Why did the government impose a completely different “commercial model” on the Internet than on the Interstate Highway System? There is no substantive distinction between the shared use of local infrastructure by commercial “edge” providers on the Internet and shared use of the local infrastructure by commercial “edge” providers (e.g., FedEx) on the highways. The difference in treatment is a historical anomaly resulting from the initially “temporary” ESP exemption that has morphed into a desire to permanently subsidize the profits of “over the top” Internet companies in order to “preserve” the historical payment models of the Internet. In its order adopting net neutrality rules, the FCC exempted “edge” providers from paying for their use of local Internet infrastructure because ISPs “may have incentives to increase revenues by charging edge providers,” which the FCC believed would reduce incentives for edge providers to invest by reducing “the potential profit that an edge provider would expect to earn from developing new offerings.” (Emphasis added.) Excise taxes also reduce the potential profits of FedEx and other users of heavy commercial vehicles on the highways, but the federal government has not exempted them from the ordinary costs of doing business to encourage investment in new shipping offerings. To the contrary, a brochure released by the Department of Transportation (DOT) asks, “What can be done to enhance [heavy vehicle use tax] revenues?” The DOT views the heavy use vehicle tax as a way to “level the playing field” for consumers “by ensuring that operators of heavy trucks pay a little more for the highway network.” Of course, the FCC says net neutrality, which exempts commercial users from paying anything for their use of the local Internet, creates a “level playing field” for consumers too.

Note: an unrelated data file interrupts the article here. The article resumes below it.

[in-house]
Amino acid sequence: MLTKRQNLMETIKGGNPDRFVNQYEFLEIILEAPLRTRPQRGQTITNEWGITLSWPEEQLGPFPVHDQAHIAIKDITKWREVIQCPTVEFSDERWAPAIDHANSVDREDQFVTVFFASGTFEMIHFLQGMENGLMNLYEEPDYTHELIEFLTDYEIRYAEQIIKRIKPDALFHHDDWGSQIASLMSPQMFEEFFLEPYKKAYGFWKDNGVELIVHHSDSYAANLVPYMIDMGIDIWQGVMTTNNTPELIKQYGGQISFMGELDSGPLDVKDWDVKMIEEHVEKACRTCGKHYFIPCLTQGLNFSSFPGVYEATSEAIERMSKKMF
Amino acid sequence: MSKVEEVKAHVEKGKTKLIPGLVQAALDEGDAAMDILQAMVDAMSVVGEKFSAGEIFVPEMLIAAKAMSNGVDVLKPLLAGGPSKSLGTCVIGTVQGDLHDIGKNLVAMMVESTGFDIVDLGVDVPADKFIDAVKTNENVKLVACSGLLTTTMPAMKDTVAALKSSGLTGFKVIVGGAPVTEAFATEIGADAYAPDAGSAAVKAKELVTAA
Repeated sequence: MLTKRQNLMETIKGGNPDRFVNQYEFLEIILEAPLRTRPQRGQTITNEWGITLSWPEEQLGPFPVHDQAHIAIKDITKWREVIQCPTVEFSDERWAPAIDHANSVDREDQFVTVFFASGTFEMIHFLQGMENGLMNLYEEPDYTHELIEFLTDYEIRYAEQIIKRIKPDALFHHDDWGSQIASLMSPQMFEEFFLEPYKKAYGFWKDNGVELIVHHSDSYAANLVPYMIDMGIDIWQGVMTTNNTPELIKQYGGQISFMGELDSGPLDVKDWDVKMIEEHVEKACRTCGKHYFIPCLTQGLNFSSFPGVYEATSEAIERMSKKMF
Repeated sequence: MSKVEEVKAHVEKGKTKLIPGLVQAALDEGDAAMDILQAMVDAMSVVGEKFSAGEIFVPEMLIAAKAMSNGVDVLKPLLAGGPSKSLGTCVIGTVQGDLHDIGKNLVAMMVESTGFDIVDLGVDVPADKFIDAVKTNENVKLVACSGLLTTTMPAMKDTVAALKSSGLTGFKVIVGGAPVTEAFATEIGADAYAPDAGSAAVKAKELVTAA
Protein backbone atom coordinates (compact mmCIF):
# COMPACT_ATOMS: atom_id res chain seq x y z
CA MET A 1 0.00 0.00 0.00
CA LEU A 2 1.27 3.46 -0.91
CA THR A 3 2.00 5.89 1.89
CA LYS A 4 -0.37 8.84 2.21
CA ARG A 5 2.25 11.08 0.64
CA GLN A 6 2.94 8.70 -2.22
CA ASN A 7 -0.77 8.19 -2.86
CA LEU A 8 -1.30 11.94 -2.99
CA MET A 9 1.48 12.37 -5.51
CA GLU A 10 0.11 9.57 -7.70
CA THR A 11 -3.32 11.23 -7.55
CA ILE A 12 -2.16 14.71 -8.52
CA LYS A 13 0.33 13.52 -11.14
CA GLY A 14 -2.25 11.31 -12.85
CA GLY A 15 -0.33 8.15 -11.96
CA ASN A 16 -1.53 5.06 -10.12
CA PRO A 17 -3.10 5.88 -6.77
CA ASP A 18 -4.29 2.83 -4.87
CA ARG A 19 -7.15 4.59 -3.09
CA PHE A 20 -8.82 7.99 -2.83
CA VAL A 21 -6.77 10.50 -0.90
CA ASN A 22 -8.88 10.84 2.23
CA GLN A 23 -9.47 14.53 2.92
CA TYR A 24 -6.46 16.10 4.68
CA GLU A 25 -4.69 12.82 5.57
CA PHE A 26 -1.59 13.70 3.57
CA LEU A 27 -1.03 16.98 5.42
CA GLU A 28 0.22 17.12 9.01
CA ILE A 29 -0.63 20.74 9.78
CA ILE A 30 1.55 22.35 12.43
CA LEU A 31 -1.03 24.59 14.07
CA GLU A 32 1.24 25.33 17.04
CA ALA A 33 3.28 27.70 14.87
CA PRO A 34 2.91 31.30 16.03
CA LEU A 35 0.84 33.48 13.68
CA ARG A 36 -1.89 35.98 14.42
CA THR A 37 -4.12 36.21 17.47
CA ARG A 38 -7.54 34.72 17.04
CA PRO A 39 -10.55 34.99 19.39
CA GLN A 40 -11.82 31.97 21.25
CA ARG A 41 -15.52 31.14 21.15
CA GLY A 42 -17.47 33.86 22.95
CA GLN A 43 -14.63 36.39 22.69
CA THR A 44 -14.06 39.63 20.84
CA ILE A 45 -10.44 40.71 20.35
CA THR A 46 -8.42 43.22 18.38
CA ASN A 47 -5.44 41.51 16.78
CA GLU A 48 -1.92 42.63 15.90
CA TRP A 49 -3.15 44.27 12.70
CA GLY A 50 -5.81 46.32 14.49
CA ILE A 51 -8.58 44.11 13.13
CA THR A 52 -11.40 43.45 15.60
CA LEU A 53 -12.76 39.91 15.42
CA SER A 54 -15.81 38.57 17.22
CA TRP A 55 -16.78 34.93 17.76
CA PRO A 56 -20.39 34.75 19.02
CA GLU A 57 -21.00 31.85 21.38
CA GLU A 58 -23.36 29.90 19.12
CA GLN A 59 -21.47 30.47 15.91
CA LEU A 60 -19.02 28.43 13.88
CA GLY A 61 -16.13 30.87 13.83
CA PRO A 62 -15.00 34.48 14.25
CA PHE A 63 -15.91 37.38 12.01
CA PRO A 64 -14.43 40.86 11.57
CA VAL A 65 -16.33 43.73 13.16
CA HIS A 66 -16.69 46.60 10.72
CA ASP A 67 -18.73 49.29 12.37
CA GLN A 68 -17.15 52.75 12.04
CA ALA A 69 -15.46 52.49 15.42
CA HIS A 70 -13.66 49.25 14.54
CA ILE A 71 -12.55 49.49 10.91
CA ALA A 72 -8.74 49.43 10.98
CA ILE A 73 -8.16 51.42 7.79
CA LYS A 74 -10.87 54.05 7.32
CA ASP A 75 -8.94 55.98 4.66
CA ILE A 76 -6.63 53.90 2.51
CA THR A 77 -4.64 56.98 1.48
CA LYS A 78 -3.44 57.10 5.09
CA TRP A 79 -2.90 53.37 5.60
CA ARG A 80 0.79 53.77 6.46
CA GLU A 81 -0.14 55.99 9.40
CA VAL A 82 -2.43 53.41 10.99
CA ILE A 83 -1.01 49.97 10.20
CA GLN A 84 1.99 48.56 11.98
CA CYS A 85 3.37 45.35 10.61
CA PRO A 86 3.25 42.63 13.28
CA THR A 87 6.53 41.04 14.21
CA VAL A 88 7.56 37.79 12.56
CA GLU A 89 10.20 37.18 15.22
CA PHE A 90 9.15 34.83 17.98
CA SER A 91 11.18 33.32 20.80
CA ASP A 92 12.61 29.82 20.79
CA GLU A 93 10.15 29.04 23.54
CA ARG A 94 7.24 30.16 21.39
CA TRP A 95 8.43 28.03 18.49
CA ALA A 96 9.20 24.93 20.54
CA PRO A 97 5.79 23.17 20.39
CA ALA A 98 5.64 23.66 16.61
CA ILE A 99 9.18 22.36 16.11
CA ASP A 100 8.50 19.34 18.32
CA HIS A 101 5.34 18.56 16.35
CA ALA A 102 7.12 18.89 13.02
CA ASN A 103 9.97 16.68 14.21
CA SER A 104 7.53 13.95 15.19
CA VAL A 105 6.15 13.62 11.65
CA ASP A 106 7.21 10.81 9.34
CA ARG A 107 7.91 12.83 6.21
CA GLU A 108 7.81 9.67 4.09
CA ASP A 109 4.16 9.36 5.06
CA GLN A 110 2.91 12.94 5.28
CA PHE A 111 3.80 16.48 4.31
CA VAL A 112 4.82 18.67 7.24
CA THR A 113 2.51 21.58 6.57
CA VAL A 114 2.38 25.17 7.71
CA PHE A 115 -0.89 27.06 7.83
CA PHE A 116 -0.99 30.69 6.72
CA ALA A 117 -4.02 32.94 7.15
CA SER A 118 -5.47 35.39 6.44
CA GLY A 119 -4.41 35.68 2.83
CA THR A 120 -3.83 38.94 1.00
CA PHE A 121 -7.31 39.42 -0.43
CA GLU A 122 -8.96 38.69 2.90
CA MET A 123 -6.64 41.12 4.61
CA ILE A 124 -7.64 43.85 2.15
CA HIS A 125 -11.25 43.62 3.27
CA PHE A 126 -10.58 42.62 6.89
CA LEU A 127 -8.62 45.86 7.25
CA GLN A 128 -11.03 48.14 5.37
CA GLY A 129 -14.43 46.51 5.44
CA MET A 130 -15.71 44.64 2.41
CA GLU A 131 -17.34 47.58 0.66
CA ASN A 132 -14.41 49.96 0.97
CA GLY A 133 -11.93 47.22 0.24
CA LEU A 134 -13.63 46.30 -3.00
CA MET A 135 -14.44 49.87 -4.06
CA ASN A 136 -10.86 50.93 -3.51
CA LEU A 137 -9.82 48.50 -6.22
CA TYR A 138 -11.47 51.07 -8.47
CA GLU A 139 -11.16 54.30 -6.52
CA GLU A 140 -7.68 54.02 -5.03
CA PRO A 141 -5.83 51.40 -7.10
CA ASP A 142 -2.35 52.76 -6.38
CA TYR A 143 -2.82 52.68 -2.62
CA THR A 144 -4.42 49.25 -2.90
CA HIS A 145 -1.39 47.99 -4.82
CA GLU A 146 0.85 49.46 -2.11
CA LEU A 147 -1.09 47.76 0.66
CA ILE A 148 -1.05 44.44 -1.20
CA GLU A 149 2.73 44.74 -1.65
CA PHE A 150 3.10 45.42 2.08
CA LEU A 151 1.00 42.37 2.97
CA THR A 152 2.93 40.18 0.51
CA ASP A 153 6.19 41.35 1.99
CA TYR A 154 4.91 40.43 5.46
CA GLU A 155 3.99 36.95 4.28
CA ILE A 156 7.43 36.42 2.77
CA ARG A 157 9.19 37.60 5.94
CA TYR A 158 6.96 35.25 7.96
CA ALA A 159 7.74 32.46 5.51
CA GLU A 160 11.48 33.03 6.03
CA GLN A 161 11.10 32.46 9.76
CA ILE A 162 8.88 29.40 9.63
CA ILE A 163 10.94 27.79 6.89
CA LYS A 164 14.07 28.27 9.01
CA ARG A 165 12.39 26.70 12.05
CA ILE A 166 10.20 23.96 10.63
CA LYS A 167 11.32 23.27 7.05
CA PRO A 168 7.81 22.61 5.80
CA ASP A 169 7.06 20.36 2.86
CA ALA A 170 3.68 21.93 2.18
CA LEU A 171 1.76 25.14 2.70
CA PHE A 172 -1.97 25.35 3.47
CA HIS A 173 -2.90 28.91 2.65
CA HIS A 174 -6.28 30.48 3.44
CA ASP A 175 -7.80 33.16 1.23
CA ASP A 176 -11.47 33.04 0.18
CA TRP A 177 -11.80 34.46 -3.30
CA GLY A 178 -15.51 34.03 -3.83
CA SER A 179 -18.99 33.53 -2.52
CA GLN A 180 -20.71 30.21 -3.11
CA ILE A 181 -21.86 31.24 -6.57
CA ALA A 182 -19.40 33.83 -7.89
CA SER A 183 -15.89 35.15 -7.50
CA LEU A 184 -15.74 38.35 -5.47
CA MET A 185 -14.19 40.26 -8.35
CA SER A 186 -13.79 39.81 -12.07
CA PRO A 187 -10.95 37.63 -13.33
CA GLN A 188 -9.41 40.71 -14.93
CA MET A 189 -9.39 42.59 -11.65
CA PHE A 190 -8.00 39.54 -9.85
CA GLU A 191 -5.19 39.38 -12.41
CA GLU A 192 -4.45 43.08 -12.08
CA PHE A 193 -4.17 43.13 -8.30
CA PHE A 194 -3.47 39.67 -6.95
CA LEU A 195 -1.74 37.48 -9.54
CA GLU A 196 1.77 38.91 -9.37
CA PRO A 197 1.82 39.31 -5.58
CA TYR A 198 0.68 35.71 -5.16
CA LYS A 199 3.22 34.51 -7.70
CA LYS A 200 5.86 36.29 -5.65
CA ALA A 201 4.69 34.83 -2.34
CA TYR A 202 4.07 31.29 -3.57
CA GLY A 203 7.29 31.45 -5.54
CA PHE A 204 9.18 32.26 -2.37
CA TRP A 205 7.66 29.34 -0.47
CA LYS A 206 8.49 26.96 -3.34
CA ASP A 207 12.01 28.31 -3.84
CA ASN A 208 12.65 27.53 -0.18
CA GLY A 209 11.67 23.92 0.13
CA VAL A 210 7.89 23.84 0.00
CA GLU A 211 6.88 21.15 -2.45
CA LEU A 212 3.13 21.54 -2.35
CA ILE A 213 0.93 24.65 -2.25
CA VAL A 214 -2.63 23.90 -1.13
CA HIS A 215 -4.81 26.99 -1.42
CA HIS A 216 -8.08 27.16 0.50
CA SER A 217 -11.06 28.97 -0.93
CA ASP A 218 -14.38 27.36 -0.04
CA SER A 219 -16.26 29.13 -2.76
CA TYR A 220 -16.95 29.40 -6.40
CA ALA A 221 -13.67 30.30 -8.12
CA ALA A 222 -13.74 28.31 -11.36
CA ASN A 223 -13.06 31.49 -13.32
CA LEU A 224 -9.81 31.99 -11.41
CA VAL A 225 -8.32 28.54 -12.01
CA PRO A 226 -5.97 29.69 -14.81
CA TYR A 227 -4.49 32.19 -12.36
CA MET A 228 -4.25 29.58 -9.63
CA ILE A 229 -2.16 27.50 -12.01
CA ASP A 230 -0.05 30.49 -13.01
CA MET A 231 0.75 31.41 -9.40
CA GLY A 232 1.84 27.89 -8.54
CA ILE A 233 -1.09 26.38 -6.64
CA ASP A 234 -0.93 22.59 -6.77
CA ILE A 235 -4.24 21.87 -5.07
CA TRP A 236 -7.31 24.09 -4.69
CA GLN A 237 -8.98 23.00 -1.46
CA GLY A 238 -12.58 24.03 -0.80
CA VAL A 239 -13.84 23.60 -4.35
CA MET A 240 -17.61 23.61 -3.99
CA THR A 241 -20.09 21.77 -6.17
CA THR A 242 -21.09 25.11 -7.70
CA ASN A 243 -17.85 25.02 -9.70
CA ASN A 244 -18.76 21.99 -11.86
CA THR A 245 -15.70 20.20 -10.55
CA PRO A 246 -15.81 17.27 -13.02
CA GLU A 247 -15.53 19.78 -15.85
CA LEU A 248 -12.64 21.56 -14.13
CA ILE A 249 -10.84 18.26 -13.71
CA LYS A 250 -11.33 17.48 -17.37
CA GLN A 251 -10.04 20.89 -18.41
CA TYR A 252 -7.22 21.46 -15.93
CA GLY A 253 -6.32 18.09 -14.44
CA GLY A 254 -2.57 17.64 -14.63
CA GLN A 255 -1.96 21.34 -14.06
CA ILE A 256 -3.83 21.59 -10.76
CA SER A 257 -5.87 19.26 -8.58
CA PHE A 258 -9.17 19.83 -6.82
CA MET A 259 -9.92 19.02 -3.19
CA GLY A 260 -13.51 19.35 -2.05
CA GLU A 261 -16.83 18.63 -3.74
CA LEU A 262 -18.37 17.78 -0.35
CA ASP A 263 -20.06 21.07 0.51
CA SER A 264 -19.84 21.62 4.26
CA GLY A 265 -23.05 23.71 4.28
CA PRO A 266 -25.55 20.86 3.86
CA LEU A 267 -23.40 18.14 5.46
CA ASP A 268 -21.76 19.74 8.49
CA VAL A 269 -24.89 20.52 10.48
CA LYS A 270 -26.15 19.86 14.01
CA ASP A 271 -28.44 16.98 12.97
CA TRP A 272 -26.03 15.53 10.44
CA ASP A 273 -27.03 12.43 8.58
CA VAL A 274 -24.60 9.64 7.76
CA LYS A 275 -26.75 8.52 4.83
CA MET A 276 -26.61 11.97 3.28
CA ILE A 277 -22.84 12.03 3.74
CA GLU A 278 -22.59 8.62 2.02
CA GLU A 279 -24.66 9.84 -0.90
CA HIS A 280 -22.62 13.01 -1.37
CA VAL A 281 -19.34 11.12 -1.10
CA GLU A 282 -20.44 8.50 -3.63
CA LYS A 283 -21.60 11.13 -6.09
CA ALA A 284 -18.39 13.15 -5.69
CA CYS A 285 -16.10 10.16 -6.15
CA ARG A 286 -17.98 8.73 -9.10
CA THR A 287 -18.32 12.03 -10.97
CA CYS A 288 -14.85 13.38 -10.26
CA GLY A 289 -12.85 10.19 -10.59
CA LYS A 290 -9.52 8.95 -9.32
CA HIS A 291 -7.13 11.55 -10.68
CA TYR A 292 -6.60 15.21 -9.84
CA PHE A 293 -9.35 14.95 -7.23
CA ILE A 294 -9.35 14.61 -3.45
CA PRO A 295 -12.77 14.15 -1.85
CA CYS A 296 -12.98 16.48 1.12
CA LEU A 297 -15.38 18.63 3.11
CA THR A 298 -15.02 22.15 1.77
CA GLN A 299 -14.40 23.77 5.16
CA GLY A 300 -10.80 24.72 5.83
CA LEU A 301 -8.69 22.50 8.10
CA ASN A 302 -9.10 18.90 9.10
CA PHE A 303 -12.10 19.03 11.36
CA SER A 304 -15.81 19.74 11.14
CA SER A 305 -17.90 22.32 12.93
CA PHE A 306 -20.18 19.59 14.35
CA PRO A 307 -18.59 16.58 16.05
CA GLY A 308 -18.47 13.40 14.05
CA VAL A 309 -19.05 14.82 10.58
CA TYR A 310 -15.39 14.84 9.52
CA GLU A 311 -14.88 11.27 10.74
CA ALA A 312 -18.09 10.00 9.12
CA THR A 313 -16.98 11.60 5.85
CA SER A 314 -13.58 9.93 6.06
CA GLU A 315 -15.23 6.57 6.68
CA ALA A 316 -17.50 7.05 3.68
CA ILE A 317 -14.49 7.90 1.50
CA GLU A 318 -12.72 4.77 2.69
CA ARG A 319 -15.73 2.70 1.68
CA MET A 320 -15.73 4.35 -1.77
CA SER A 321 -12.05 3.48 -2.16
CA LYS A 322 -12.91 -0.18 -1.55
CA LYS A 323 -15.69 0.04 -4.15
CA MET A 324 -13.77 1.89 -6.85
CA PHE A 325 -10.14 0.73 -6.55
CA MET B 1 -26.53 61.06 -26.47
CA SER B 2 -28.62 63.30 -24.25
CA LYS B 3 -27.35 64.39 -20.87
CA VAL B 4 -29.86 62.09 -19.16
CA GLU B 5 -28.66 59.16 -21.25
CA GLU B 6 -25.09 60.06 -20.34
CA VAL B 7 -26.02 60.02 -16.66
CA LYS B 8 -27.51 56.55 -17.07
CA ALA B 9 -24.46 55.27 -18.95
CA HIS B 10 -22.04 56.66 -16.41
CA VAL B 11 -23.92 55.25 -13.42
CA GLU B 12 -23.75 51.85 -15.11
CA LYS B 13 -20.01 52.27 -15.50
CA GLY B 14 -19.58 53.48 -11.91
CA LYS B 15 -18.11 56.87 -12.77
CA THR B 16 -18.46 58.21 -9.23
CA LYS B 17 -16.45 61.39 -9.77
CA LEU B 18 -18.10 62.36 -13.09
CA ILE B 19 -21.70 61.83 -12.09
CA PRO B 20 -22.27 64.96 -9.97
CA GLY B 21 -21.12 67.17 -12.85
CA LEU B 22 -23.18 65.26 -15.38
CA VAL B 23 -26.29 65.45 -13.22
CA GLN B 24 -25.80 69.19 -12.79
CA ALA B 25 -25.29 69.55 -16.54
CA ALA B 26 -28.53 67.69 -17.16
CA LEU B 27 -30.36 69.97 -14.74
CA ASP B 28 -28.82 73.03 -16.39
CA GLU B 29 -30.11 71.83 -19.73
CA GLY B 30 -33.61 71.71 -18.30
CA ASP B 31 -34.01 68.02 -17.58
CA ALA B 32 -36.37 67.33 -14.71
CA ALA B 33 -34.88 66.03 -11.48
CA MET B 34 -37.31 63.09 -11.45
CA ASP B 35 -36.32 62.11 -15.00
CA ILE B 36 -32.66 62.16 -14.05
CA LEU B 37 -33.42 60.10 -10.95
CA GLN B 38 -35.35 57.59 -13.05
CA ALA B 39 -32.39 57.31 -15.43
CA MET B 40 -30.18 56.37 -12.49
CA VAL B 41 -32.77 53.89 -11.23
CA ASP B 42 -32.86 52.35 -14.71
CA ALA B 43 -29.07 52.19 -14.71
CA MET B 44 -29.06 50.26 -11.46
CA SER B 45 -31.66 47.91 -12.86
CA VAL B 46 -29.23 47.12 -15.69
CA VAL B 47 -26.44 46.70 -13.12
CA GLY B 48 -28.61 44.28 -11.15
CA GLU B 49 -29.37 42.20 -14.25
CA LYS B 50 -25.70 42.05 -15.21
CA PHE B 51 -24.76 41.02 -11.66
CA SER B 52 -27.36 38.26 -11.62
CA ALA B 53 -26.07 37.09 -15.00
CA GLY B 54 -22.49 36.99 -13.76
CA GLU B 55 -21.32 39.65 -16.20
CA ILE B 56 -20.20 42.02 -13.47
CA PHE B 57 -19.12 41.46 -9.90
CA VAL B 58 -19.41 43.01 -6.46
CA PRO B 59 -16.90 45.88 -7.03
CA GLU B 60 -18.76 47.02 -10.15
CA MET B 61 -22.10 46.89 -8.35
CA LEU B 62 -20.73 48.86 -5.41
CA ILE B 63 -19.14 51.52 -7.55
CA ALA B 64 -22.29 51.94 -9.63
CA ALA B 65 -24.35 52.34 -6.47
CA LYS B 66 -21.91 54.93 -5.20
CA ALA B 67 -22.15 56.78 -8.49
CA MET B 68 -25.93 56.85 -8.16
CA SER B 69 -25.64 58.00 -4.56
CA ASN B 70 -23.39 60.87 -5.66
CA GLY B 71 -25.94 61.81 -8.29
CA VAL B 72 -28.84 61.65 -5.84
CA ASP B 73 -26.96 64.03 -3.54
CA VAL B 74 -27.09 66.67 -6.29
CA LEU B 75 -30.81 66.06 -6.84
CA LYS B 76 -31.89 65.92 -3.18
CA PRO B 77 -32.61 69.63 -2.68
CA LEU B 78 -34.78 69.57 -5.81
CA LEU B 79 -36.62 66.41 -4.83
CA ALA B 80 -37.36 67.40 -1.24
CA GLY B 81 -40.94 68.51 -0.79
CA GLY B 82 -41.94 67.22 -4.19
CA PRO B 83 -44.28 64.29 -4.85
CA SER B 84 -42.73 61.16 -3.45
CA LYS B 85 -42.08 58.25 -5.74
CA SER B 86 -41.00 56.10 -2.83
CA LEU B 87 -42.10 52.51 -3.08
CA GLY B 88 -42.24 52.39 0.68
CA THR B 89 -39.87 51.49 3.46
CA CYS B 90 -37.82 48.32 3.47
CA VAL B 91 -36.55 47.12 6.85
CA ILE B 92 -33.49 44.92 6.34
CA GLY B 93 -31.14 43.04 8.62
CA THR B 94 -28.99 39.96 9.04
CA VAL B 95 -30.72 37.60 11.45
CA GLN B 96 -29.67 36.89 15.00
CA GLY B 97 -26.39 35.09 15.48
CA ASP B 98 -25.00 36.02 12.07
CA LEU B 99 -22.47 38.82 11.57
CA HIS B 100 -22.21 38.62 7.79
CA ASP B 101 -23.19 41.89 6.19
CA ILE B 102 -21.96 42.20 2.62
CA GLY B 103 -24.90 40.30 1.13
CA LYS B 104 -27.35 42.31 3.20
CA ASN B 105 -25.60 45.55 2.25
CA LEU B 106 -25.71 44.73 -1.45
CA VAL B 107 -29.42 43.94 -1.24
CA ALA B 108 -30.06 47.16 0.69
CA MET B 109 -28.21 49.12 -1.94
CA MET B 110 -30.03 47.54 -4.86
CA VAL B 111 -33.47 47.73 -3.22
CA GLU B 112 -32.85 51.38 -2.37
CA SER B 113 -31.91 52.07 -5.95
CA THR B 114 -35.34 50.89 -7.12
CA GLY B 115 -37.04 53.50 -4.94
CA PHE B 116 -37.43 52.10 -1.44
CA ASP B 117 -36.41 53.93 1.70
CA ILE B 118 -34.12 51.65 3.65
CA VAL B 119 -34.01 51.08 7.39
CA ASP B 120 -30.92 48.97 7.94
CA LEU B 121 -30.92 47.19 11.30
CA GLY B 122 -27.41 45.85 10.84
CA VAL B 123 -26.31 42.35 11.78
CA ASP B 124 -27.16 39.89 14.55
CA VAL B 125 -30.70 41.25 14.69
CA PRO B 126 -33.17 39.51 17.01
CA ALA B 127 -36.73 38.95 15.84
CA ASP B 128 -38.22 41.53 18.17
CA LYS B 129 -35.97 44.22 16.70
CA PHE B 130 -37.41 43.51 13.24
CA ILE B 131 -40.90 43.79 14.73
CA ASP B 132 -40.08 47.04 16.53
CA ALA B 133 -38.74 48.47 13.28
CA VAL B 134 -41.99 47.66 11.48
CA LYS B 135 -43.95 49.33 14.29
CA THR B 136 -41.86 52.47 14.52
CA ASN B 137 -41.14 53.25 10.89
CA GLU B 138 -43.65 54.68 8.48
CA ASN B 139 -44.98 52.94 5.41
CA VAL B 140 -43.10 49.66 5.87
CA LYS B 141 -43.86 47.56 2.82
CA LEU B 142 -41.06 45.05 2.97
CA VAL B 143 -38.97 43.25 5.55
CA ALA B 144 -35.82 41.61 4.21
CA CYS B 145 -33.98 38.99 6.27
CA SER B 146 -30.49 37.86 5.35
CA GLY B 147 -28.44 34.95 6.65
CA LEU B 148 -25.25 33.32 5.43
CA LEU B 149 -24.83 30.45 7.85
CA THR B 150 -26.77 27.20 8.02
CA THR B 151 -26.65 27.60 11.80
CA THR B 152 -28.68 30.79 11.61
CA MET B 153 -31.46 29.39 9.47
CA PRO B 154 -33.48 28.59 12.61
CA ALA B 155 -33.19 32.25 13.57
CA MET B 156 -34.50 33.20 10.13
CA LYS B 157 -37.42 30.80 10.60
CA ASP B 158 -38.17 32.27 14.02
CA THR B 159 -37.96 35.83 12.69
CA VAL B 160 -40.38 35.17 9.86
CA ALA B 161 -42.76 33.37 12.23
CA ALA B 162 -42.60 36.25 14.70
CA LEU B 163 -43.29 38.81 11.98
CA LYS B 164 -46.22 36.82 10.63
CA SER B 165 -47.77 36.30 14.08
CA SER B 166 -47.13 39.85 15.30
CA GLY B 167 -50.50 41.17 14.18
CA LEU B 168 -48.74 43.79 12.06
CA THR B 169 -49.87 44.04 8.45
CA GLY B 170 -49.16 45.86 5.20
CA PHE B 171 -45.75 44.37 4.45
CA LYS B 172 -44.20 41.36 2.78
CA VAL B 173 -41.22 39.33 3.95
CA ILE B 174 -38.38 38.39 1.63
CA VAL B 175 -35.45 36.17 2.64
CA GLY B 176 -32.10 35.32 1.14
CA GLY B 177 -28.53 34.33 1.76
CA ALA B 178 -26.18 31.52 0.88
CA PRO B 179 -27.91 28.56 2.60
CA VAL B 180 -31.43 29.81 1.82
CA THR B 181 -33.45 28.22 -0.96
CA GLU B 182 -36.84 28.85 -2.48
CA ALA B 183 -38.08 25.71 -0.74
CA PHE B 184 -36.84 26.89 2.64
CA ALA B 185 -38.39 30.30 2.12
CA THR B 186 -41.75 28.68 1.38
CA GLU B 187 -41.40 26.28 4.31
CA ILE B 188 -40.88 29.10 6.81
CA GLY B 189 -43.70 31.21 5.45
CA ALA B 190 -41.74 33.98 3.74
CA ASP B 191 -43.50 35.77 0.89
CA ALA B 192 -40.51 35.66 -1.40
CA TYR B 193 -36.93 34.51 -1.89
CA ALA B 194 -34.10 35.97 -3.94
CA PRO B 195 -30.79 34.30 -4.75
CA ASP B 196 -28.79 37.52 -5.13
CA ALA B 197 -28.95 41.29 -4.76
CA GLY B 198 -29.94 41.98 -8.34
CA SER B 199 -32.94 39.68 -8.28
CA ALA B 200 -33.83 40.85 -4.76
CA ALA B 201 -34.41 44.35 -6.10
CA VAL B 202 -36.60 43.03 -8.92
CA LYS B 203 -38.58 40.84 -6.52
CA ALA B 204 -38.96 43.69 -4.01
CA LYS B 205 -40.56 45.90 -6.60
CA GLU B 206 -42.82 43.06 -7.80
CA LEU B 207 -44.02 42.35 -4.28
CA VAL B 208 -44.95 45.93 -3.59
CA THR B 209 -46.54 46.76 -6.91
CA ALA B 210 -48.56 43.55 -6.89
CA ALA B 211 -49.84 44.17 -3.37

In an economic system based on capitalism, companies are not routinely exempted from the ordinary costs of doing business, including the use of shared infrastructure. Though the Interstate Highway System is not a free market, the government has at least attempted to correlate usage and costs. When FedEx uses heavy vehicles to deliver packages, it pays more for its use of the highways than consumers, even when consumers have requested FedEx deliveries. This has the effect of reducing the potential profits of FedEx – the “harm” to “edge” providers the FCC relied on to justify the net neutrality payment exemption on the Internet – but it also has the effect of encouraging FedEx to innovate and invest in more efficient methods of package delivery that cause less congestion and harm to the highways.
The FCC took the opposite approach with net neutrality. Its rules are designed to maximize the profits of commercial “edge” providers on the Internet while reducing their incentives to use bandwidth more efficiently. As a result, Internet consumers who never watch a video on the Internet nevertheless share a portion of the cost of upgrading local Internet infrastructure to deliver high definition video while “over the top” Internet companies – no matter how large or successful they become – pay nothing. No wonder net neutrality advocates have stopped talking about the “information superhighway.” If policymakers were to examine the analogy too closely, they might realize that net neutrality isn’t intended to “level the playing field” for consumers – it’s intended to protect the profits of commercial “edge” providers at the expense of consumers.